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  • The 2015 Jerusalem Biennale for Contemporary Jewish Art
  • Ram Ozeri (bio), Silvia Rubinson (bio), and Myriam Jawerbaum (bio)

The Jerusalem Biennale is a platform for professional artists whose current work relates, in one way or another, to the world of Jewish content within the conceptual framework of contemporary Jewish art. It does not attempt to answer the questions of what contemporary Jewish art is, or whether there is such a thing at all. The Biennale endeavors to create spaces where the discussion can take place and develop.

Many people view the fields of “Jewish art” and “contemporary art” as mutually exclusive. Jewish art is often associated with Judaica—traditional objects used in religious rituals— while contemporary art is characterized by the use of modern media such as video, sound, installation and performance, and by themes relevant to the present. The main challenge of the Jerusalem Biennale is to promote art that is both Jewish and contemporary. This focus offers a promising alternative to the conventional boundaries of Israeli art and opens the event up to the Jewish world at large.

The Power of Jerusalem

Artists from all over the world who refer to Jewish content in their work treasure the opportunity offered by the Biennale to display their works in Jerusalem. If the contemporary art world sees Jerusalem as peripheral, the contemporary Jewish art world sees Jerusalem as its center. Tel Aviv may be the undisputed capital of the Israeli art world, but Jerusalem is the capital of the Jewish art world.

The 2015 Biennale (September 24—November 5, 2015) presented ten separately curated exhibitions with nearly 200 participating artists, half from Israel and half from around the world. The curators came from widely varying backgrounds, religious and secular, including two from the Bezalel Academy of Arts and Design, one from a settlement in Gush Etzion, a Jerusalem-based curator who focuses on post-secularism, members of an organization of Jewish artists in Los Angeles, a specialist in artists’ books from Buenos Aires, a feminist artist-curator, and a team of four artist-mothers who joined together to produce an exhibition about motherhood from a post-feminist perspective. All of them are now part of the discourse about Jewishness—past, present and future. [End Page 142]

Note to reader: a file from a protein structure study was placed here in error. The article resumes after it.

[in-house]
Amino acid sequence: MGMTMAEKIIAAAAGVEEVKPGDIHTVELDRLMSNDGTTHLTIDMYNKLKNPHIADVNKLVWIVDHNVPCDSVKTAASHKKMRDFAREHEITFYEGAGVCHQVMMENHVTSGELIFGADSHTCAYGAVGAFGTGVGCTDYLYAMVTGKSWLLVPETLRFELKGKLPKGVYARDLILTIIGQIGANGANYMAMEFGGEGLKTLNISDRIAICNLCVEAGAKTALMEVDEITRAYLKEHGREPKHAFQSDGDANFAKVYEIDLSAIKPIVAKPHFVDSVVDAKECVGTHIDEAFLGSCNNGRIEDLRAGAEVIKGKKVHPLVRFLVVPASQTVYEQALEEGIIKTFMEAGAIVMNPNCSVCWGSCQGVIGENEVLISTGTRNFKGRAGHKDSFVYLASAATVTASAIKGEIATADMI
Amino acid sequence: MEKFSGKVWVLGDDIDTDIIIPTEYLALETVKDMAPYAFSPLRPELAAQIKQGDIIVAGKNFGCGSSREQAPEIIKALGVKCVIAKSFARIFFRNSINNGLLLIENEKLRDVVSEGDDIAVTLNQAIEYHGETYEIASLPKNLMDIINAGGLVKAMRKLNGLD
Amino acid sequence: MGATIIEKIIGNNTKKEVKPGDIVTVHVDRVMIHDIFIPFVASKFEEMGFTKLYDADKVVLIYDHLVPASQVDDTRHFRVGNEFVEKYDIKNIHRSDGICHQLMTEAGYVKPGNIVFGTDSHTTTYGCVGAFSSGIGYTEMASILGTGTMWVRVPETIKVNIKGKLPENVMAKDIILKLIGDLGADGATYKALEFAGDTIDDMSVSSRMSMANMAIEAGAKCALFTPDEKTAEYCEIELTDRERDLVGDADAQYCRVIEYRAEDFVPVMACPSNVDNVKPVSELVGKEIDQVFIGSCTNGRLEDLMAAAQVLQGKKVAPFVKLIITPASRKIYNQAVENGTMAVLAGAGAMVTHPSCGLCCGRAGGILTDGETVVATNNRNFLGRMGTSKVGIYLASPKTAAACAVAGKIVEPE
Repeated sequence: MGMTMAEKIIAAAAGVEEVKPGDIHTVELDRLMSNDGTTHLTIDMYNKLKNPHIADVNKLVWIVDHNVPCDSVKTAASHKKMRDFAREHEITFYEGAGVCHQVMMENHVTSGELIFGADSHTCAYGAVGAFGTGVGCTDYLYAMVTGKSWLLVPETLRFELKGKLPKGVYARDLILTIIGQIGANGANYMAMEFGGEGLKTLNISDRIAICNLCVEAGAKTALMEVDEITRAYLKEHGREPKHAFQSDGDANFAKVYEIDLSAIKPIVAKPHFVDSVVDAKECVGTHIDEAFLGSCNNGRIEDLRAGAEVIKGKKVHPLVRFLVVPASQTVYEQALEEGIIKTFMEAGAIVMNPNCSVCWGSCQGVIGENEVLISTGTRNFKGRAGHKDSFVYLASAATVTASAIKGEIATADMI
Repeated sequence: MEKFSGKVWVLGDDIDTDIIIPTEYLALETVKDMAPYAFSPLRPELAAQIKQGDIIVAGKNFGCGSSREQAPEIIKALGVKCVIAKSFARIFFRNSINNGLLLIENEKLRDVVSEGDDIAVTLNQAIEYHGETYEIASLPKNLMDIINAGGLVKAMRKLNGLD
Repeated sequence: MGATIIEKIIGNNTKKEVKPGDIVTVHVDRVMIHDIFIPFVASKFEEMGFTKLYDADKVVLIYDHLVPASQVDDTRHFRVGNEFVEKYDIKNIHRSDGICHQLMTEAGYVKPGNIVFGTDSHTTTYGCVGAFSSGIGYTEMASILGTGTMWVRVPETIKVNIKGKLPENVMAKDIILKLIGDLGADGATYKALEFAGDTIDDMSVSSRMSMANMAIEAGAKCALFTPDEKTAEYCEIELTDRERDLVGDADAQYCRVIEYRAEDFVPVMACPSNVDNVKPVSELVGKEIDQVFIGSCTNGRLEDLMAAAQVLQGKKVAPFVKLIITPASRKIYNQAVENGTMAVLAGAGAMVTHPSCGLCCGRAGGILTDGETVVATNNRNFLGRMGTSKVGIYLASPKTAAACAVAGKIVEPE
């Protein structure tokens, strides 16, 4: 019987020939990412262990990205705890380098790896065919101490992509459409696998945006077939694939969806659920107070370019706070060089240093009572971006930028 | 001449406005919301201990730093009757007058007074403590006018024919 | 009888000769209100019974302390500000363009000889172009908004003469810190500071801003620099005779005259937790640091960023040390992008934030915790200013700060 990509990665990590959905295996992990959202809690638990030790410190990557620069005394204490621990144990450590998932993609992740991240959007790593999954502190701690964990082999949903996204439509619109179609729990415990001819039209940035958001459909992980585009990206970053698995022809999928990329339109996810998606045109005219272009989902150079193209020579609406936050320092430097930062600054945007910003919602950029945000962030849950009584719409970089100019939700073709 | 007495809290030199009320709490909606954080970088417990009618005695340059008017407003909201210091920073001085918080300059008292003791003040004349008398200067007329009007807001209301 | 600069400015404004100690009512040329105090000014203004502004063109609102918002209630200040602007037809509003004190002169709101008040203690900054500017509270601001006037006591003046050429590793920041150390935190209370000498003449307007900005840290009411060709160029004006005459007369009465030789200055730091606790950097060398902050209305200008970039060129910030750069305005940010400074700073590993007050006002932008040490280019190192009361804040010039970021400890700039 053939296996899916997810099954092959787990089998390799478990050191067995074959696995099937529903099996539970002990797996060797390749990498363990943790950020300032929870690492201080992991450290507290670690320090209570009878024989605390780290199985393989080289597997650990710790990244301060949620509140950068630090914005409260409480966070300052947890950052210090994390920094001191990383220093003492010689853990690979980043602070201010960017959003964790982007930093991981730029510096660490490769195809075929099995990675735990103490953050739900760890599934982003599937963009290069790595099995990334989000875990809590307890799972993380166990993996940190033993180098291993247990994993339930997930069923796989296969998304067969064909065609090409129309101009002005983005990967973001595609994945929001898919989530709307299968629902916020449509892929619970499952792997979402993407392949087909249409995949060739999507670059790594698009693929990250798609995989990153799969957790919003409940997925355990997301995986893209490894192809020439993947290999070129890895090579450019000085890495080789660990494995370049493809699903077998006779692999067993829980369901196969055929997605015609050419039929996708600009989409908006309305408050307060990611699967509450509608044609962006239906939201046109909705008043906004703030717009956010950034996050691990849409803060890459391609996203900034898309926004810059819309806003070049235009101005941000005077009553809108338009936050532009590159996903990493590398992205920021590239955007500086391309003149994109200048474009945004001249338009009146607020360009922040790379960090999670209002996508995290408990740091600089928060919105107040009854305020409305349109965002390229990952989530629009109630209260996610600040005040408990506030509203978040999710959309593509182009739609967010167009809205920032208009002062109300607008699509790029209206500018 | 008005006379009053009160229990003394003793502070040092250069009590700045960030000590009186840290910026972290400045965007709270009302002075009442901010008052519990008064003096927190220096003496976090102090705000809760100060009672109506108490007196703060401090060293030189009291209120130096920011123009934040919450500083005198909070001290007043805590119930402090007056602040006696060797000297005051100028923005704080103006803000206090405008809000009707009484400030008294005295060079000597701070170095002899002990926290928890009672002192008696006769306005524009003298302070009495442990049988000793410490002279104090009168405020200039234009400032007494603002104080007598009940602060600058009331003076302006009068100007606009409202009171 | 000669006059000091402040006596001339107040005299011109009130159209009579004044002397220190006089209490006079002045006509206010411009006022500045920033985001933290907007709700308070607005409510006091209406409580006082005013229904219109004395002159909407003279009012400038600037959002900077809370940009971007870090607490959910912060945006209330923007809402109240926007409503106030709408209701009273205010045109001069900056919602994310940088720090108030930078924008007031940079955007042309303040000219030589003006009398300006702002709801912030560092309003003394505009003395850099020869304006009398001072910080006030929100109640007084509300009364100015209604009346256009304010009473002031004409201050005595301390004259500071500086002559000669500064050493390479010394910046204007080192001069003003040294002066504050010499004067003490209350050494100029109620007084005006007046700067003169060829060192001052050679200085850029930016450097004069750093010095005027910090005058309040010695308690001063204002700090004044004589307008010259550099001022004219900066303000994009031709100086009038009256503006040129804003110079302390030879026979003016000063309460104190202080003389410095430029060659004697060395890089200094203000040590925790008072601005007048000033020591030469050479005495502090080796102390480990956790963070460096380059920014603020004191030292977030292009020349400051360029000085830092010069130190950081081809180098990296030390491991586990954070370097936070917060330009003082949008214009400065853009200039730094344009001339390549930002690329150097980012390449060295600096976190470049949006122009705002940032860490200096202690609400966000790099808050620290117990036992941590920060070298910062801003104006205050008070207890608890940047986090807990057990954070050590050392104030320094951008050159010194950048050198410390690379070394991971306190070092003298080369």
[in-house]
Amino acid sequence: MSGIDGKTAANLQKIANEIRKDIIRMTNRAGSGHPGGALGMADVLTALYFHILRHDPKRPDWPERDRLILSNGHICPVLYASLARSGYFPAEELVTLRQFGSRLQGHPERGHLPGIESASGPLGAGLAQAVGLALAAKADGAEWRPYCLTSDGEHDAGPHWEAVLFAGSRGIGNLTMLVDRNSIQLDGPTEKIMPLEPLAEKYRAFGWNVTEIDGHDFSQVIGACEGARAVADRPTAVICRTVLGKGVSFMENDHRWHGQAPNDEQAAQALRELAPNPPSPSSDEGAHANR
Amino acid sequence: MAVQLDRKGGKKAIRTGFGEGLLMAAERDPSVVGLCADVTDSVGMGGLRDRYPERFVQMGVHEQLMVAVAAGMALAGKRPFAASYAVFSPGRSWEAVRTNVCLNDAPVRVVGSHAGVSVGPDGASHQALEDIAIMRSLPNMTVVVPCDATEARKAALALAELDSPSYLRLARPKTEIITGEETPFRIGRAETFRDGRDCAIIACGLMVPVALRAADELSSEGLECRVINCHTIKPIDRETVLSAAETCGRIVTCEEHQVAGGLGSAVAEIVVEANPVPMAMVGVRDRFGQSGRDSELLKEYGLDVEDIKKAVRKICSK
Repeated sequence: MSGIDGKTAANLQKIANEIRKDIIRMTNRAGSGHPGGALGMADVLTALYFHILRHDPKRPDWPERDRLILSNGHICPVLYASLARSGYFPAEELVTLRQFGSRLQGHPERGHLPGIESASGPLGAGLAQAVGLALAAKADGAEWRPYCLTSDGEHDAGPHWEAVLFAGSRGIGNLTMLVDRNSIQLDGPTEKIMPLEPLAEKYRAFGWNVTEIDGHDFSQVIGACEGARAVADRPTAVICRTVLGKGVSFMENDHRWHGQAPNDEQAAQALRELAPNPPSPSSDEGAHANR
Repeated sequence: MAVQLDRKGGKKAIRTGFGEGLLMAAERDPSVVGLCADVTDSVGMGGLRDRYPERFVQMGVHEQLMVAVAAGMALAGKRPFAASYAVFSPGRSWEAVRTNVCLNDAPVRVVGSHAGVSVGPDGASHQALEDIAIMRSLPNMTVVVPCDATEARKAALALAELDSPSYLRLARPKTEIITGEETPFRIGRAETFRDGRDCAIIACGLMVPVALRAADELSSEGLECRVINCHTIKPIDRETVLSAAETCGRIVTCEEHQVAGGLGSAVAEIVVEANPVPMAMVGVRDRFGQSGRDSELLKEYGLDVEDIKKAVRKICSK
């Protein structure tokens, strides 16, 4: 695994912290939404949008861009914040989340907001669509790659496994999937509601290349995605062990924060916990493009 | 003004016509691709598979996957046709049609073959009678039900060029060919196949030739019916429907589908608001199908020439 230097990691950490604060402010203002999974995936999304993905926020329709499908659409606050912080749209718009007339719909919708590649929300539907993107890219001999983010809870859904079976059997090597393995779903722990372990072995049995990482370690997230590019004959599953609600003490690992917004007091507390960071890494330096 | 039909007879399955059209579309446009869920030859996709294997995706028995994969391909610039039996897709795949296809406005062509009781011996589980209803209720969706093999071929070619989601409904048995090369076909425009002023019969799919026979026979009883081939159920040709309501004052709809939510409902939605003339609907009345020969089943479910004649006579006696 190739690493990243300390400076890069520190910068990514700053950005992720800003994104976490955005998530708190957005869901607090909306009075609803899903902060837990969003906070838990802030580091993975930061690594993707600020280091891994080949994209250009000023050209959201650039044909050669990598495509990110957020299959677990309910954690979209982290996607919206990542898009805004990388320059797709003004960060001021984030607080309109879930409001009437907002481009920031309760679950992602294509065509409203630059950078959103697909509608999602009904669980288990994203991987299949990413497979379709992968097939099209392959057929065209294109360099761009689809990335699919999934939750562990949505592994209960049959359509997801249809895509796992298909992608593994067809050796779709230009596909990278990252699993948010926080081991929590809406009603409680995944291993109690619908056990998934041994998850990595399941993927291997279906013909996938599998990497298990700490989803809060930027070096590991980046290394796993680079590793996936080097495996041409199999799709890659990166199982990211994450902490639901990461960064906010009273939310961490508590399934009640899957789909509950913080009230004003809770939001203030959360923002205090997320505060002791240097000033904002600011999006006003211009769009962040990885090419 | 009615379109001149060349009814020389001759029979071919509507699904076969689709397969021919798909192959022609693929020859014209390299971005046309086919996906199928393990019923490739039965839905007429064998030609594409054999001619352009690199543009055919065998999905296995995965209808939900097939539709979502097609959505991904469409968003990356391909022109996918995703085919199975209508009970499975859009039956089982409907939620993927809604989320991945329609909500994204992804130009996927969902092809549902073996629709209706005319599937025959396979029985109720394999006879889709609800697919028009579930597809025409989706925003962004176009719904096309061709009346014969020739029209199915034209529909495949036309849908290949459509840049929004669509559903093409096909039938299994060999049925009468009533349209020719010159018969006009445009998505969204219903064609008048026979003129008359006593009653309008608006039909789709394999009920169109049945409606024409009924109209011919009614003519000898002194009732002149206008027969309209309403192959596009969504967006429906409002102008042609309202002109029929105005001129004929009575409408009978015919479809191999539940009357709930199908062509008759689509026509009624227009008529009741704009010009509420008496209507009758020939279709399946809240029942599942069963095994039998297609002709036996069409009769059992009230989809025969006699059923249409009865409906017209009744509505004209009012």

Seventy-five percent of the participating artists in the 2015 Biennale were women, and many of the works and even whole exhibitions referred directly to women’s roles in shaping Jewish life and culture. The 54 art works addressing the weekly Torah readings created for Women of the Book, curated by Shoshana Gugenheim, Judith Margolis and Ronit Steinberg, offer a quintessential example of how art can be an entrance point for introducing new, feminine reflection on Jewish texts.

A very different example of the manifestation of women’s voices through art was presented by the exhibition Ima Ila’a: The Art of Motherhood. Organized, curated and produced by a group of four mothers, Nurit Sirkis Bank, Noa Lea Cohen, Yehudis Barmats and Alana Ruben-Free, it explored the experience of being a mother in the Jewish religious world and the inspiration generated by that experience for creative process.

The discourse around questions like “What is Jewish?” and “What does Jewish peoplehood consist of?” usually involves intellectuals, spiritual leaders, politicians and journalists. The Jerusalem Biennale seeks to bring the voices of contemporary artists into that discussion. Women’s voices are currently very dominant in this field. To support contemporary Jewish art is thus to support the voices of women in contemporary Jewish discourse.

Women of the Book—The 2015 Jerusalem Biennale

Parashat Yitro (Exodus 18–20), by Silvia Rubinson

From the artist’s statement: The Ten Commandments and the precept of “Love thy neighbor as thyself” constitute the backbone and essence of the Torah and of life itself. To embrace them is to be engulfed in a world where “being” takes priority over “having.” . . .

I include in the parchment scroll an etching of the Ten Commandments extracted from the Torah scroll brought by my family from Europe when they emigrated to Argentina in 1928. I also draw on commentaries and poems extolling the greatness of the Torah, most of them found in primary and secondary...


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pp. 142-146
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